At this time, the Rhodesian Ridgeback dog [http://rhodesianridgebackpuppy.org/pages/rhodesian-ridgeback-dog.php] is the only registered breed indigenous to southern Africa.
The original standard, was constructed by F.R. Barnes in 1922, and was accepted by the South African Kennel Union in 1926. With the direction and help of Ridgeback fanciers, including Margaret Cook, the breed was eventually accepted in the United States in 1954 by the American Kennel Club.
The overall appearance of the Rhodesian Ridgeback dog (Formerly the "African Lion Hound", or the "Van Rooyen Lion Dog") is one of charisma, strength and poise. He should be well muscled, with apparent agility and grace coupled with power. This breed is not considered "pretty", but handsome with a look of noble character. Frequently you will hear of him spoken of as regal, or austere in temperament and personality.
The hallmark of the breed is a neat, symetrically balanced ridge of hair growing in the opposite direction to the rest of the coat. It starts in the middle of the shoulder blade area, where there should be a symetrical fan with two whorls (Swirls) of hair on either side of the ridge. From here the "ridge" should proceed neatly along the spine all the way to the front of the croupe (Rear) tapering gently until it ends in a point.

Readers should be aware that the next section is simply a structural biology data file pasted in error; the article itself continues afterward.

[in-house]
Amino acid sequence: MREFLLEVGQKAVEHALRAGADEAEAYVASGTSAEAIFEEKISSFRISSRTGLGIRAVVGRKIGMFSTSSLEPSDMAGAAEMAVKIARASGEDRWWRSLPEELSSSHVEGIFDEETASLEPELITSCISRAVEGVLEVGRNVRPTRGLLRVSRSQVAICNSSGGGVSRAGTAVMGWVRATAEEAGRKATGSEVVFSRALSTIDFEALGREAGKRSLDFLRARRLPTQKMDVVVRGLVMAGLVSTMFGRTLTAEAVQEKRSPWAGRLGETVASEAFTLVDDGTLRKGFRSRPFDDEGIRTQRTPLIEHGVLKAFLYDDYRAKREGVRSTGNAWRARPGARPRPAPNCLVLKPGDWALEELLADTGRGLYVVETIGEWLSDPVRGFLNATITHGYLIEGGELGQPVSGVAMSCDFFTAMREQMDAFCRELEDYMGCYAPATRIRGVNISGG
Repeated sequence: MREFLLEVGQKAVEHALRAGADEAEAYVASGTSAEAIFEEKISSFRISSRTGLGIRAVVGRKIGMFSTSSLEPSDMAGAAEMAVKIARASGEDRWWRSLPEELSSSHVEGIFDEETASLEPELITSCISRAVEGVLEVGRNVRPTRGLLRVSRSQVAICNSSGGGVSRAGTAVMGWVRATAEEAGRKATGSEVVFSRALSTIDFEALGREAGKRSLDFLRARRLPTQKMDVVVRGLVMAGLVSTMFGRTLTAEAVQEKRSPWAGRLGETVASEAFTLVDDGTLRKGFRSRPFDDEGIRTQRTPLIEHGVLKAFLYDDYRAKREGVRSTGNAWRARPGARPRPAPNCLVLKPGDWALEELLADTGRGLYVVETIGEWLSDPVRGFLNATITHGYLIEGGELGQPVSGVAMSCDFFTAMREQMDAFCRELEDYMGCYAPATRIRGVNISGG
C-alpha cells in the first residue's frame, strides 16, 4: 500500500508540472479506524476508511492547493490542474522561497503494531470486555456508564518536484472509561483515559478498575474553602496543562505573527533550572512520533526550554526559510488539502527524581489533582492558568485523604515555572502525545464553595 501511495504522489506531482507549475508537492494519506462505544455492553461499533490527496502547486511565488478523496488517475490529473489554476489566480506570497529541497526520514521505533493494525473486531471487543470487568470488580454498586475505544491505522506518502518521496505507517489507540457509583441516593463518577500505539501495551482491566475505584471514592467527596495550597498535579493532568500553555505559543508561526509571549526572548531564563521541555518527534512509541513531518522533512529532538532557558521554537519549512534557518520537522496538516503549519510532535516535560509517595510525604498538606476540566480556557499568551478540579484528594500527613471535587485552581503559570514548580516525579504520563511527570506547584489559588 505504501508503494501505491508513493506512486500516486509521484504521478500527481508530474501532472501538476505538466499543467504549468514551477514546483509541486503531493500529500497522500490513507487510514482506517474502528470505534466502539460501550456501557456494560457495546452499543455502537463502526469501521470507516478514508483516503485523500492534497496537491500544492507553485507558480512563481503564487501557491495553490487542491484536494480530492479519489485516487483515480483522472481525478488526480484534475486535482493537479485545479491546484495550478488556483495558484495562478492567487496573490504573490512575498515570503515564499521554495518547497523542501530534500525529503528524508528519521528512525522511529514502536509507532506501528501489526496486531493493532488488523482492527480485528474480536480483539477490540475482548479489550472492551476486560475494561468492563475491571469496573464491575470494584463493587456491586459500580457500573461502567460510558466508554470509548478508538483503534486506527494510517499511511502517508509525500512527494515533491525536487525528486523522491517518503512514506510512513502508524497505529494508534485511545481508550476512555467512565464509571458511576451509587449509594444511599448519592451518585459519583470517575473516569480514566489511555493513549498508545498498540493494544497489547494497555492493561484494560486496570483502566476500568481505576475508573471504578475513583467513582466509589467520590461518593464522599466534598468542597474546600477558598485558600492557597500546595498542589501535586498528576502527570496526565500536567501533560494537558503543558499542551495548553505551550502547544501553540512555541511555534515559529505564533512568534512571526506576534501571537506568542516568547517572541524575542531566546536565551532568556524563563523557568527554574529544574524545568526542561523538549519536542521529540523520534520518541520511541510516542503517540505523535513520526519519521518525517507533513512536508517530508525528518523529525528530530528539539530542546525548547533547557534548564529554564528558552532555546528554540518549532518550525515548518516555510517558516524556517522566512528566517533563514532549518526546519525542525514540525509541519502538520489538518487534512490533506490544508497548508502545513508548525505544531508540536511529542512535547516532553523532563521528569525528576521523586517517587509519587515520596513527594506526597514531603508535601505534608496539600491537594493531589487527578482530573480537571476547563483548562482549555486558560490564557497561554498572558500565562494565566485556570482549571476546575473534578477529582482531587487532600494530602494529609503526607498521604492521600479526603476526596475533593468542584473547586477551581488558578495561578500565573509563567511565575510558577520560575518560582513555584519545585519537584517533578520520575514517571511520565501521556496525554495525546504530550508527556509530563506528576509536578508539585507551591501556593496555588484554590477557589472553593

It is possible, and in fact, there is a 2% probablilty that a Rhodesian Ridgeback dog can be born without a ridge. This shouldn't be considered a health issue, nor is it an abberation. It is simply in the genes due to the fact that its early history there are ridgeless dogs. Reputable breeders will not breed ridgeless dogs as the ultimate goal is to eliminate ridgelessness altogether.
There is a health concern called "Dermoid Sinus" which, can be present at birth. It is imporant to understand that this defect does not "suddenly appear" one day. If a Rhodesian Ridgeback has this problem, it will be detectable almost at birth to an experienced breeder. Most of the time a surgical procedure can be effected and there is no noticable problem with the animal. Reputable breeders have this surgery performed prior to placing a puppy. These dogs make fine pets and usually the surgery is undetectable. However, in an effort to protect the gene pool, no dog with such a defect should ever be bred.
The ridge is said to have derived from a dog from the South of Africa, where it was domesticated by a tribe of people dubbed by the early european settlers as the "Hottentots". One such dog was unearthed at a place called "Orange River" South Africa by archaeologists where they discovered the remains of a dog where the Ridge was clearly dicernable.
Eventually, the Rhodesian Ridgeback dog became revered because of its hunting instincts and especially it's hardiness in the harsh African Veldt. Soon the Europeans began trying various crosses, perfecting the breed for their own needs.
A few notable people began focusing on shaping the breed for hunting big game, mostly Lion. The vigors of African life required an exteremly versatile dog, smart enough to protect itself from danger and at the same time, courageous enough to defend life and property, if need be. Thus, the Rhodesian Ridgeback dog was born.